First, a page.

We believe that Xerox’s proposal and nominations are being driven by Carl Icahn, and his large ownership position in Xerox means that his interests are not aligned with those of other HP shareholders. Due to Mr. Icahn’s ownership position, he would disproportionately benefit from an acquisition of HP by Xerox at a price that undervalues HP.

Mr. Icahn has meaningful influence over Xerox and its Board of Directors given this ownership position; the role he played in the appointment of Xerox’s current CEO, who is a former Icahn consultant; and the ties Mr. Icahn has to members of the Xerox Board, including Xerox’s Chairman, an Icahn employee.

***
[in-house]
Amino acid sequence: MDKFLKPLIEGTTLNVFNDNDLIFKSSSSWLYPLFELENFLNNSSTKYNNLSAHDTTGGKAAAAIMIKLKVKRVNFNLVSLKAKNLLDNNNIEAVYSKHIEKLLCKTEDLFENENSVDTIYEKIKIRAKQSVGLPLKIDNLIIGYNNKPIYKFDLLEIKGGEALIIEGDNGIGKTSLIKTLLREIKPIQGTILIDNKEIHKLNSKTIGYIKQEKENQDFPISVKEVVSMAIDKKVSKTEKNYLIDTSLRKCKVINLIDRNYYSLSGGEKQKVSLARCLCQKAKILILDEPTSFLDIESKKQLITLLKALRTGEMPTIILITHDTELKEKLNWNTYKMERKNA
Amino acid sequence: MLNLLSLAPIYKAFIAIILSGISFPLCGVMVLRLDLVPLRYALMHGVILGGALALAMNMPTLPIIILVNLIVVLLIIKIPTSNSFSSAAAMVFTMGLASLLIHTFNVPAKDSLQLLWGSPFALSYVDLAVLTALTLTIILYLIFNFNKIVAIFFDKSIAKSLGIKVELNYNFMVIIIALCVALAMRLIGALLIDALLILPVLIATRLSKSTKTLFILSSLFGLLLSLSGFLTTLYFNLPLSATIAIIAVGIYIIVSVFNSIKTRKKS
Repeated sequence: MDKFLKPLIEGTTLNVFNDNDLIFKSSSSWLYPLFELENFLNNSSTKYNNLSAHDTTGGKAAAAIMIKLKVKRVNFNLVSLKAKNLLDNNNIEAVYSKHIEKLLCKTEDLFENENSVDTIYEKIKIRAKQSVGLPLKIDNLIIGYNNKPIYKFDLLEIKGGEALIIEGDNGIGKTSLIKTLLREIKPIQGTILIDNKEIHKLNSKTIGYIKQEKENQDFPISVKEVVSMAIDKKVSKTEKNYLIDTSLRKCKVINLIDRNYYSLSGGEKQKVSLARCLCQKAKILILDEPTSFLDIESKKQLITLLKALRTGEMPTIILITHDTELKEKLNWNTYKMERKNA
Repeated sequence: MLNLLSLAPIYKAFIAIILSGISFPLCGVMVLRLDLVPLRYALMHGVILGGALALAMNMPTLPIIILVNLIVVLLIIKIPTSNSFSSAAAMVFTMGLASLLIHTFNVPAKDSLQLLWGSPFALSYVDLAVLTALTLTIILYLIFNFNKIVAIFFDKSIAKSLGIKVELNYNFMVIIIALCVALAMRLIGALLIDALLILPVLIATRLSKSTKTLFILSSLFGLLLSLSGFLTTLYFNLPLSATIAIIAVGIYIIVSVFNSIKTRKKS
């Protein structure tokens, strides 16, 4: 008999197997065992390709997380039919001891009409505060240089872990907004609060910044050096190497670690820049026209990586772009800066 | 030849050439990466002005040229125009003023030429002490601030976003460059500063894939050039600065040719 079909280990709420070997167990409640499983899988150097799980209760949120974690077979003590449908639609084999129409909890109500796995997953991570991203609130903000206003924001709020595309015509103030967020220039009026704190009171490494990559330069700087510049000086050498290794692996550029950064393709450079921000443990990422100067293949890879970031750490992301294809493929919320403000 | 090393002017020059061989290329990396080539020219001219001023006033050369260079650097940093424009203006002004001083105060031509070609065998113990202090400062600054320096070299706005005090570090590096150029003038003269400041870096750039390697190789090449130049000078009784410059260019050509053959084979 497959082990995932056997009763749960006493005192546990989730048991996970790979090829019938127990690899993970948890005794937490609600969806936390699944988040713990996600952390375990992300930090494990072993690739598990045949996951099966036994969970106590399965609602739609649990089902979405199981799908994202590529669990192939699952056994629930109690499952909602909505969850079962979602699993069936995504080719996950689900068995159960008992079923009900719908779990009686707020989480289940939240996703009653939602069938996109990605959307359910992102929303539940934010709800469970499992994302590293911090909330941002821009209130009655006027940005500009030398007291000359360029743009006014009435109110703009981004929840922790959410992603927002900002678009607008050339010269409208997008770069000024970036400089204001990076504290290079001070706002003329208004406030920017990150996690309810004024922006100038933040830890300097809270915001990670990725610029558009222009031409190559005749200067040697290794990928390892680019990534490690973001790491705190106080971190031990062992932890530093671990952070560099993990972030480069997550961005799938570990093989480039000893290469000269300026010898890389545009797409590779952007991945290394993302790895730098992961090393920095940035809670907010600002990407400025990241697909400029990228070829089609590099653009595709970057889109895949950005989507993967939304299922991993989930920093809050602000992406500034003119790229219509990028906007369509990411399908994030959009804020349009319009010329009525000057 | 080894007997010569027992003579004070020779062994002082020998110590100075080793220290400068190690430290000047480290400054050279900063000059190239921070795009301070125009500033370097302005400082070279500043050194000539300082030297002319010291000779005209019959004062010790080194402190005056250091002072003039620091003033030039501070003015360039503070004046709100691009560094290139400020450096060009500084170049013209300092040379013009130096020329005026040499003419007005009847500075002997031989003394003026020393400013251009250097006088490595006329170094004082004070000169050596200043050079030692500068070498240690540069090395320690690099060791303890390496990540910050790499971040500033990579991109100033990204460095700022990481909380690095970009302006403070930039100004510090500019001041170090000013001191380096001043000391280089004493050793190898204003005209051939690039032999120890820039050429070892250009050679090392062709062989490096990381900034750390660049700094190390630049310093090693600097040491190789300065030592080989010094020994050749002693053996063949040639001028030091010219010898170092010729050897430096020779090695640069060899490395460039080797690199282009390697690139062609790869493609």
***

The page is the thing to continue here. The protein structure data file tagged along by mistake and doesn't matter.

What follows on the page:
HP Inc's revenues have remained consistent over the past quarters but increasing costs have hurt net income. Source: Koyfin

HP's board has previously used its argument that Xerox's offer is undervalued to state that it will not proceed with the company's requests for due diligence. The board worries that the more debt Xerox takes for the deal, the larger the new entity's leverage will be. Which, if you're astute then you'll realize, will end up reducing the implied equity value benefit of $14/share that Xerox is offering HP's shareholders.

Now it'll be up to Xerox's board nominees to convince shareholders to give them and Xerox a chance at a time when HP is busy introducing changes to its top-line products. At the Consumer Electronics Show this year HP introduced the HP Elite Dragonfly notebook featuring 5G connectivity, a new Spectre x360 and the Envy 32 All-in-One desktop personal computer.